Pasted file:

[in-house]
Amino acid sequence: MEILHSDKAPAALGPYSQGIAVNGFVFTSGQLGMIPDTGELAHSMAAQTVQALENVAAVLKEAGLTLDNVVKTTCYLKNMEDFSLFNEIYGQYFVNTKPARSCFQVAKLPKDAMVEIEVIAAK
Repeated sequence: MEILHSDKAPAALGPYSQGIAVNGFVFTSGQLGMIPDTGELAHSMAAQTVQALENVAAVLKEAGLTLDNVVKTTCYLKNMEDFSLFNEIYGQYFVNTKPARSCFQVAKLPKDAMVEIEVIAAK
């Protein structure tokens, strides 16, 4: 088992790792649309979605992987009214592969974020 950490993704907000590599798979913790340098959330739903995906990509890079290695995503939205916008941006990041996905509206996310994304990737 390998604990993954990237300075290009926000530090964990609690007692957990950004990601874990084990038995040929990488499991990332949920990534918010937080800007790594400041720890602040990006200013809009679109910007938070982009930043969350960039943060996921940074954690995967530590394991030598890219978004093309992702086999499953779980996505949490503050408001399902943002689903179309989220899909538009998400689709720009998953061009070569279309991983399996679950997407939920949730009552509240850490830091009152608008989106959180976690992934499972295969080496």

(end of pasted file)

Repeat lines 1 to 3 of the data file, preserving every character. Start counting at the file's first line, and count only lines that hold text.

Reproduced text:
[in-house]
Amino acid sequence: MEILHSDKAPAALGPYSQGIAVNGFVFTSGQLGMIPDTGELAHSMAAQTVQALENVAAVLKEAGLTLDNVVKTTCYLKNMEDFSLFNEIYGQYFVNTKPARSCFQVAKLPKDAMVEIEVIAAK
Repeated sequence: MEILHSDKAPAALGPYSQGIAVNGFVFTSGQLGMIPDTGELAHSMAAQTVQALENVAAVLKEAGLTLDNVVKTTCYLKNMEDFSLFNEIYGQYFVNTKPARSCFQVAKLPKDAMVEIEVIAAK